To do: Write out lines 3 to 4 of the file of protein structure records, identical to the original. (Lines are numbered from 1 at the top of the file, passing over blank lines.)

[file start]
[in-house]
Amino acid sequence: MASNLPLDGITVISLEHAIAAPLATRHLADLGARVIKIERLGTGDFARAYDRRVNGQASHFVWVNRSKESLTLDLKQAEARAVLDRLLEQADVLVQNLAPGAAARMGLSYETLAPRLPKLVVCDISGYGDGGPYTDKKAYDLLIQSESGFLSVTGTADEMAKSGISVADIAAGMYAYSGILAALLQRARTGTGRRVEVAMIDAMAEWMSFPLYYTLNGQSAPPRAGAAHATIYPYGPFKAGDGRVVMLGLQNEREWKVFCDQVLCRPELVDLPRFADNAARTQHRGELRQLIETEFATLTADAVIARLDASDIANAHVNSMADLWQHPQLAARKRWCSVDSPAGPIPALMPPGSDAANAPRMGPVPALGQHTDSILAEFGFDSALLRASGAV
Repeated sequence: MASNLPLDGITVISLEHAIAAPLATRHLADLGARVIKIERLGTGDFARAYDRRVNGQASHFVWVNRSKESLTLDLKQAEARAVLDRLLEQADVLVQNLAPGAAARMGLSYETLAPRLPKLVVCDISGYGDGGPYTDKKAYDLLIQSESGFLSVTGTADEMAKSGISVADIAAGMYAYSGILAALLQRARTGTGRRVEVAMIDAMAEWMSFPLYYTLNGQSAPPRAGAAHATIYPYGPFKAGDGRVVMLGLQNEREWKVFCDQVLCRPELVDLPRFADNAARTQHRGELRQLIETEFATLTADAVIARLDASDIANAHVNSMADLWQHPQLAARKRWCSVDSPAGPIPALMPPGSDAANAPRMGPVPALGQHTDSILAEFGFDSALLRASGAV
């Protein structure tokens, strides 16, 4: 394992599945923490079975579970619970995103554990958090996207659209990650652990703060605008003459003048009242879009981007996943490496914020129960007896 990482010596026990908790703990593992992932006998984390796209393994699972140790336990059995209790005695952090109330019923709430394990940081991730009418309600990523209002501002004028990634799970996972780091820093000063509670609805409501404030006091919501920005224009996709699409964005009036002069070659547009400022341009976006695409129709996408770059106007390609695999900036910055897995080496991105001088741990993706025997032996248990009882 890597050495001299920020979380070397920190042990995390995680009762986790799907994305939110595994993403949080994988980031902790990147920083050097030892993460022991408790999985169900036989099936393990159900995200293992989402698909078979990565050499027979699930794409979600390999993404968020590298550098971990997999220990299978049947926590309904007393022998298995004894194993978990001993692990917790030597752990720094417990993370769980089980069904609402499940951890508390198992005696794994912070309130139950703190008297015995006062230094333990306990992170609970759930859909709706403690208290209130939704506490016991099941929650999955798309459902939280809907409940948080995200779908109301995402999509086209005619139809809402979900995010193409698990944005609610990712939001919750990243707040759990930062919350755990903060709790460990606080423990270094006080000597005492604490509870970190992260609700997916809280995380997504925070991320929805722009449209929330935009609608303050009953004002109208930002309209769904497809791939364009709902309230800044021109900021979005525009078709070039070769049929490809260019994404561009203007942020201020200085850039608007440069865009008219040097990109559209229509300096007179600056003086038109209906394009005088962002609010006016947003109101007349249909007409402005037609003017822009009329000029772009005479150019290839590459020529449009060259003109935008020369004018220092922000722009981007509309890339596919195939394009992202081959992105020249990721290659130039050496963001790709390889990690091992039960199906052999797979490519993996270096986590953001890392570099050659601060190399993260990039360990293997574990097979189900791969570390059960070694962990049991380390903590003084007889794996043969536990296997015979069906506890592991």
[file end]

Repeated sequence: MASNLPLDGITVISLEHAIAAPLATRHLADLGARVIKIERLGTGDFARAYDRRVNGQASHFVWVNRSKESLTLDLKQAEARAVLDRLLEQADVLVQNLAPGAAARMGLSYETLAPRLPKLVVCDISGYGDGGPYTDKKAYDLLIQSESGFLSVTGTADEMAKSGISVADIAAGMYAYSGILAALLQRARTGTGRRVEVAMIDAMAEWMSFPLYYTLNGQSAPPRAGAAHATIYPYGPFKAGDGRVVMLGLQNEREWKVFCDQVLCRPELVDLPRFADNAARTQHRGELRQLIETEFATLTADAVIARLDASDIANAHVNSMADLWQHPQLAARKRWCSVDSPAGPIPALMPPGSDAANAPRMGPVPALGQHTDSILAEFGFDSALLRASGAV
């Protein structure tokens, strides 16, 4: 394992599945923490079975579970619970995103554990958090996207659209990650652990703060605008003459003048009242879009981007996943490496914020129960007896 990482010596026990908790703990593992992932006998984390796209393994699972140790336990059995209790005695952090109330019923709430394990940081991730009418309600990523209002501002004028990634799970996972780091820093000063509670609805409501404030006091919501920005224009996709699409964005009036002069070659547009400022341009976006695409129709996408770059106007390609695999900036910055897995080496991105001088741990993706025997032996248990009882 890597050495001299920020979380070397920190042990995390995680009762986790799907994305939110595994993403949080994988980031902790990147920083050097030892993460022991408790999985169900036989099936393990159900995200293992989402698909078979990565050499027979699930794409979600390999993404968020590298550098971990997999220990299978049947926590309904007393022998298995004894194993978990001993692990917790030597752990720094417990993370769980089980069904609402499940951890508390198992005696794994912070309130139950703190008297015995006062230094333990306990992170609970759930859909709706403690208290209130939704506490016991099941929650999955798309459902939280809907409940948080995200779908109301995402999509086209005619139809809402979900995010193409698990944005609610990712939001919750990243707040759990930062919350755990903060709790460990606080423990270094006080000597005492604490509870970190992260609700997916809280995380997504925070991320929805722009449209929330935009609608303050009953004002109208930002309209769904497809791939364009709902309230800044021109900021979005525009078709070039070769049929490809260019994404561009203007942020201020200085850039608007440069865009008219040097990109559209229509300096007179600056003086038109209906394009005088962002609010006016947003109101007349249909007409402005037609003017822009009329000029772009005479150019290839590459020529449009060259003109935008020369004018220092922000722009981007509309890339596919195939394009992202081959992105020249990721290659130039050496963001790709390889990690091992039960199906052999797979490519993996270096986590953001890392570099050659601060190399993260990039360990293997574990097979189900791969570390059960070694962990049991380390903590003084007889794996043969536990296997015979069906506890592991």